Chateau Montrose 2009 Leads Liv-Ex Trading After Estate Release

  • Bordeaux's share of total trade rises as Burgundy slips
  • Ornellaia '10, Le Pin 2000 also among leading traded wines

Wines from Chateau Montrose’s 2009 vintage took the largest share of trading by value on the London-based Liv-ex this week after a fresh batch from the Sainte Estephe Bordeaux estate went on sale, according to a market report on the exchange’s blog.

Montrose traded on Liv-ex at 1,830 pounds ($2,611) per 12-bottle case in bond after merchants started offering wine from the new release at 240 euros ($259) a bottle, Liv-ex said. That’s up from about 1,450 pounds where it first traded in 2011 after coming on the physical market, while some 20 percent below the peak reached in March 2012 after a bull run in top Bordeaux, according to Liv-ex data.

Investor and collector attention is beginning to focus back on Bordeaux after a price slump which saw first-growth wines fall 40 percent from their 2011 market peak. It was partly exacerbated by sales campaigns for recent vintages which left wines not yet ready for drinking trading at prices close to more mature stock.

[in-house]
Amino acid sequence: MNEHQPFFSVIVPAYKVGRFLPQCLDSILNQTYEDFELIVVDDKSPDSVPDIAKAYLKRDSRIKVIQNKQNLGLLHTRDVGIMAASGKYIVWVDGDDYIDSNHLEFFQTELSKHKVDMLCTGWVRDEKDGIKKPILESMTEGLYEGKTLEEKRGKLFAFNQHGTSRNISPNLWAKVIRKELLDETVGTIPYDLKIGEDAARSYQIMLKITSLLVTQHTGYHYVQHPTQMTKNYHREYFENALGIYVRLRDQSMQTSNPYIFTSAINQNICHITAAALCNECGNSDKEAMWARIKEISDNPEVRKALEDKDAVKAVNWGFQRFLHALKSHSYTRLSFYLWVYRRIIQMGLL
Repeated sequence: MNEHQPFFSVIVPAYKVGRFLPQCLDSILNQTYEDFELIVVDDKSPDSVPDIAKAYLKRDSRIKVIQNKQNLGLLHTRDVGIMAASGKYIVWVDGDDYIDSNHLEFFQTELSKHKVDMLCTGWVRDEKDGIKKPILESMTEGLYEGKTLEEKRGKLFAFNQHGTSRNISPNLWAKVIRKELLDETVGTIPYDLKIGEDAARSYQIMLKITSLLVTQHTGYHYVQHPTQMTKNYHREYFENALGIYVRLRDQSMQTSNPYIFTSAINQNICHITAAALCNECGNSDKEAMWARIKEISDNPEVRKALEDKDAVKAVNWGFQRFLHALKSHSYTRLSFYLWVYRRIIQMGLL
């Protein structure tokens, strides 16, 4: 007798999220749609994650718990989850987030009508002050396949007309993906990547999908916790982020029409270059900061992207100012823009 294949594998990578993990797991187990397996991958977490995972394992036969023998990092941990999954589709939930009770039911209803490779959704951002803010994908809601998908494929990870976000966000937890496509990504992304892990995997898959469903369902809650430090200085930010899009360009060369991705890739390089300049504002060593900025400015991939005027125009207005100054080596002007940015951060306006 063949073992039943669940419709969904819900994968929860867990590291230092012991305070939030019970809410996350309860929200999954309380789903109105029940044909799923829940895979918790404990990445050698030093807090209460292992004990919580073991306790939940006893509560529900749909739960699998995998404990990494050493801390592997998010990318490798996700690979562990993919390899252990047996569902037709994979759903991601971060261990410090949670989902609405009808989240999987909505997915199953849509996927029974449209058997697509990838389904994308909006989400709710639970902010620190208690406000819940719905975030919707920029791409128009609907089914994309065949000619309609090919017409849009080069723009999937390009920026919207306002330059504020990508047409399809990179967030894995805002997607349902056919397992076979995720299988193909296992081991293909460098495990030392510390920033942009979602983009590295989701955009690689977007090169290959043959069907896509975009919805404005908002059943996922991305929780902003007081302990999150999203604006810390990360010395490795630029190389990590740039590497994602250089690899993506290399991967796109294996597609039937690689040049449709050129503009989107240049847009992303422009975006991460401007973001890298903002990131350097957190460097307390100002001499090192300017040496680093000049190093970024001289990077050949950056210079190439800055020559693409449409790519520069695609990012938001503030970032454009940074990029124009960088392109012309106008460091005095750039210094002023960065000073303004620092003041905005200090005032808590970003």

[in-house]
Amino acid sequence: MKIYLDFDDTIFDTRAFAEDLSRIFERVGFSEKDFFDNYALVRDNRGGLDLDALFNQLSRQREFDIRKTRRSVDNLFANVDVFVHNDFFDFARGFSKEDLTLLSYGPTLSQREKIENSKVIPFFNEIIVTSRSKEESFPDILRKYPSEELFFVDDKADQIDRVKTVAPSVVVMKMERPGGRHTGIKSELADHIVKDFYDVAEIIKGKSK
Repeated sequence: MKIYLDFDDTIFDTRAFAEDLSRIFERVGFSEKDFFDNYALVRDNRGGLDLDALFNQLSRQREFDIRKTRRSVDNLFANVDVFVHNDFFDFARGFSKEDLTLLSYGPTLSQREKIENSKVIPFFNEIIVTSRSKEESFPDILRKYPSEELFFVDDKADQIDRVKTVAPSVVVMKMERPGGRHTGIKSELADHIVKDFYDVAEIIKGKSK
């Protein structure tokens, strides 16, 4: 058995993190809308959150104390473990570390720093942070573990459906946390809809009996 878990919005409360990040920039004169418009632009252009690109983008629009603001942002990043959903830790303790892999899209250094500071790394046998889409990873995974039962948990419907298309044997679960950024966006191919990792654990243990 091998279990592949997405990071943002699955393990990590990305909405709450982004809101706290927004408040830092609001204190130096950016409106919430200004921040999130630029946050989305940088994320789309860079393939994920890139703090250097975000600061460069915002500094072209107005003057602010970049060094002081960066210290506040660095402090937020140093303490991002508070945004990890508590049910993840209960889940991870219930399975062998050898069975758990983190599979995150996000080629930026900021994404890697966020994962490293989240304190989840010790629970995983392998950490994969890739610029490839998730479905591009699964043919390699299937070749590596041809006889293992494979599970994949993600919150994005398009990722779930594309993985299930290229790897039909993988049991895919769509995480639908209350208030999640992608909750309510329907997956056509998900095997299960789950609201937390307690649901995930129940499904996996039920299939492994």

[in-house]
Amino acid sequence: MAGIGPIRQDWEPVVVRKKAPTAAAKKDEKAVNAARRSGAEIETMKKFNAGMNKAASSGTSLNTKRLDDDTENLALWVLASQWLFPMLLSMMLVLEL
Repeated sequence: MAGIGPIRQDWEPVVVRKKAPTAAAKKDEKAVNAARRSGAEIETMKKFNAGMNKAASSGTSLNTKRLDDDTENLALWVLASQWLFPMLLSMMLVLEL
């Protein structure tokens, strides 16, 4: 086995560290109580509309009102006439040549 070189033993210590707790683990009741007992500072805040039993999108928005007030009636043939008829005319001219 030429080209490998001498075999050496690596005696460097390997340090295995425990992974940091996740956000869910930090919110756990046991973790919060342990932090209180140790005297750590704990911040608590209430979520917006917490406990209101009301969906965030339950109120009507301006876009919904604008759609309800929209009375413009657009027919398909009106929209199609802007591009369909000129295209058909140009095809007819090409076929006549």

Wine critic Robert Parker gave both the 2009 and 2010 Montrose vintages a perfect 100-point score, rating them the best wines from the estate since 1990. In an August 2014 tasting note on, he described the 2009 vintage as having “velvety, sweet tannins and an extremely open-knit and opulent blueberry, blackberry and creme de cassis nose.”

Montrose 2009 is the most expensive vintage from the estate since 1990 currently trading on Liv-ex, ahead of other top years including 2010, 2003, 2000 and 1996, according to Liv-ex data.

Chateau Montrose and its vineyard stand in Saint-Estephe.

Photographer: Jean-Pierre Muller/AFP via Getty Images

Chateau Montrose has been owned since 2006 by Martin and Olivier Bouygues, who run Paris-based construction and media company Bouygues SA. The estate is ranked as a second-growth vineyard in the Bordeaux classification drawn up for Napoleon III’s 1855 Paris Exhibition. That puts it among the top 20 producers in the Medoc region, which is to the north of the city.

Liv-ex said Bordeaux’s share of total trading over the past week rose to 78.6 percent from 75.4 percent the previous week, while Burgundy’s slipped to 5.5 percent from 9.0 percent. Italy accounted for 8.9 percent, down from 9.0 percent.

Other wines leading trading on the exchange this week included Ornellaia 2010 from Italy, with 3.2 percent of share by value, Le Pin 2000 with 2.9 percent and Chateau Cos d’Estournel 2009 with 2.4 percent, according to Liv-ex. Cos d’Estournel is a close neighbor of Montrose, situated between its vineyards and those of Chateau Lafite Rothschild.

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